Stephen James<BR> Walker

Prosecutors and defense attorneys painted two vividly different portraits of Stephen James Walker Tuesday at the start of his trial for the murder of his wife, Cassandra Bryan, who was found dead with 33 bullet wounds last year in their Salt Lake home.

Prosecutor Robert Neill told the six-woman, four-man jury that Bryan, a hard-working nurse, had become fed up with pampering a husband who was unemployed and upon whom she had lavished such gifts as a Harley-Davidson motorcycle and a Mercedes-Benz car.

On the day she died, April 1, 2006, the couple had fought. Walker had called her at work and even shown up at Bryan's job at the Veterans Administration Hospital, where they fought some more. She announced to her co-workers, "I hate that man. I'm going to divorce him," Neill said.

When police arrived at the couple's home later that night to find a drunken Walker and Bryan lying dead in a pool of blood, Walker told police, "I don't want her leaving me," Neill said during opening statements. There were bullet wounds in Bryan's chest, side, arms and backside, and a final shot through the head when she was on the floor.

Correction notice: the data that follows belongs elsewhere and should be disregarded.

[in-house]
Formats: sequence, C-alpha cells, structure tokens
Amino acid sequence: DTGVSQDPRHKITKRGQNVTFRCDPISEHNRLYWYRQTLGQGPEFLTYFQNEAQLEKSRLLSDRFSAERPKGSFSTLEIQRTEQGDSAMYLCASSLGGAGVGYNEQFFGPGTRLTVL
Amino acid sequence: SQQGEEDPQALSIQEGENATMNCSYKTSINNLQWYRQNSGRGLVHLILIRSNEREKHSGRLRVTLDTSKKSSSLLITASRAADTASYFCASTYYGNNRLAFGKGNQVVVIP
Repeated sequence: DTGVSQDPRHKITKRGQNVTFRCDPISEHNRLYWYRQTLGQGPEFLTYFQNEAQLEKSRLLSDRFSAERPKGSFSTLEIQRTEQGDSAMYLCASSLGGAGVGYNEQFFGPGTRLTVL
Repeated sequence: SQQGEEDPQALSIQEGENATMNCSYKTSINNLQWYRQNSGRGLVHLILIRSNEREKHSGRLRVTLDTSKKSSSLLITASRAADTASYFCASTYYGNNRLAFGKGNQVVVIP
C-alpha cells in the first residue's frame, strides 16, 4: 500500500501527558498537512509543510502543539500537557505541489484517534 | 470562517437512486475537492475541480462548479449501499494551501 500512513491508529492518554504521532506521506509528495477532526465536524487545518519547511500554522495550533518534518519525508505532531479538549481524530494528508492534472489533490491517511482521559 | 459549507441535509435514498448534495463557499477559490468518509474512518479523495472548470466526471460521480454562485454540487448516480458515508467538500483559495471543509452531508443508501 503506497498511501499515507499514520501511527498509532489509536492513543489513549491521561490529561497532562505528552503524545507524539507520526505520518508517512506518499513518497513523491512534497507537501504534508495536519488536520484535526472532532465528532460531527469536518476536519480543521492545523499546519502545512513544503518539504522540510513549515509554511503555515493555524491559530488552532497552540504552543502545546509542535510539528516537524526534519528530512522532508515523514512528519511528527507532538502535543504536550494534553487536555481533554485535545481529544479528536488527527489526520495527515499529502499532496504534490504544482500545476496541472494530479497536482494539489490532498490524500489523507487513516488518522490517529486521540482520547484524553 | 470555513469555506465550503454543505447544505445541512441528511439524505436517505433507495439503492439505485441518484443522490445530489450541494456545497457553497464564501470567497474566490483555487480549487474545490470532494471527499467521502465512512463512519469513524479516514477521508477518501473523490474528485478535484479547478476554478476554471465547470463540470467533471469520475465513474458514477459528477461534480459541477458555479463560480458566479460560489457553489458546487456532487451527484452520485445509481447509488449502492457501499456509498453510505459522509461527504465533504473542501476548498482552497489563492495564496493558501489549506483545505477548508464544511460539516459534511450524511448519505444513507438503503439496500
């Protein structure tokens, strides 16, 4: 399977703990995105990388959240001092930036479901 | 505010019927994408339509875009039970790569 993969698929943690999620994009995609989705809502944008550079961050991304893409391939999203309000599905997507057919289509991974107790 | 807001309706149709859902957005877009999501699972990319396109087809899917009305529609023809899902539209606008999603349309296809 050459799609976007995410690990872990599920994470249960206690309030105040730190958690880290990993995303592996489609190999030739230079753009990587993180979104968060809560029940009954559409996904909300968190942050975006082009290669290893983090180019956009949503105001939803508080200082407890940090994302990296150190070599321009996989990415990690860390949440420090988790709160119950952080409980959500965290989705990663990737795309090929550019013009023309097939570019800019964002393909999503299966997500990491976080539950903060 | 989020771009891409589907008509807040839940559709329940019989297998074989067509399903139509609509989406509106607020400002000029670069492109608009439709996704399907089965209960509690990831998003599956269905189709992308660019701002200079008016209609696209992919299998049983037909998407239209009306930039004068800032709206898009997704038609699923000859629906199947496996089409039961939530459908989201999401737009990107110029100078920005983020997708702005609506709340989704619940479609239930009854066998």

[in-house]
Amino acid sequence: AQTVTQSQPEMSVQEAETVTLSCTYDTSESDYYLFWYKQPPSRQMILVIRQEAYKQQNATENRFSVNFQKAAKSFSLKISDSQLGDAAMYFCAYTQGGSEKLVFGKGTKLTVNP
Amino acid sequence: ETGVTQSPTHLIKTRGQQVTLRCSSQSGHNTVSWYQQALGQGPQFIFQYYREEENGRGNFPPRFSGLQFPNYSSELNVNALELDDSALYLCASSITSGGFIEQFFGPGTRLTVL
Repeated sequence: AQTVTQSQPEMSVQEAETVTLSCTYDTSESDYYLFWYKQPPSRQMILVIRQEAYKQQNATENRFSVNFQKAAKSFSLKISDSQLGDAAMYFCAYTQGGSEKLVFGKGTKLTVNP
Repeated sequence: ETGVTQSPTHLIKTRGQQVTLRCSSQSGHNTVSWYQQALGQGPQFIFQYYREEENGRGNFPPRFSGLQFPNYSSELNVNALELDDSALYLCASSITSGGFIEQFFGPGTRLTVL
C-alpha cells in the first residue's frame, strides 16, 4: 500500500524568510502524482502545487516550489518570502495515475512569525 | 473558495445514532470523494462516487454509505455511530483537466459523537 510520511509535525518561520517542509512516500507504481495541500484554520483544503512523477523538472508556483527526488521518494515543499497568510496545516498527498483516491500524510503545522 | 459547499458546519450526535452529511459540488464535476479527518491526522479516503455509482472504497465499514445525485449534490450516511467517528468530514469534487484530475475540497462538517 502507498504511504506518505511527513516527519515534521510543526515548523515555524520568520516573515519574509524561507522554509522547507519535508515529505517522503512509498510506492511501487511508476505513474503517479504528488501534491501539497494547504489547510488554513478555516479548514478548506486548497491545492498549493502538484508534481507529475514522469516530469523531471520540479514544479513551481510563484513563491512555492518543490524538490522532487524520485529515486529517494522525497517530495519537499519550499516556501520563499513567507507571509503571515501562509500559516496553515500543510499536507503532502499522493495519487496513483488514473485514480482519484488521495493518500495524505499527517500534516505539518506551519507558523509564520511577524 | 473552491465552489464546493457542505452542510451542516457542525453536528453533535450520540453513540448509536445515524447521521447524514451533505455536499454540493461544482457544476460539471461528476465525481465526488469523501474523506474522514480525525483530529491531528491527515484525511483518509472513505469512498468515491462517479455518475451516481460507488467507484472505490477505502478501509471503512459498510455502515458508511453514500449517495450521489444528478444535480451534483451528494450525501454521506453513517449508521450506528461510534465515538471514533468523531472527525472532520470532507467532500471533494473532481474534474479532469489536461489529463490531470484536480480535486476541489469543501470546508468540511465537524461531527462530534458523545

"She essentially bled to death," Neill said, calling Bryan's death a "needless murder" for which Walker is responsible.

But defense attorney Tawni Hanseen said Walker was suicidal, not homicidal, on the night in question, and as a Vietnam veteran who had seen combat and terrible sights, he suffers from post-traumatic stress disorder (PTSD).

"He is not a monster," she said. "He has a mental illness."

Hanseen said Walker had struggled for 30 years with PTSD symptoms that can include such things as depression, flashbacks, substance abuse, panic attacks and an exaggerated startle response. He also had been declared 100 percent disabled.


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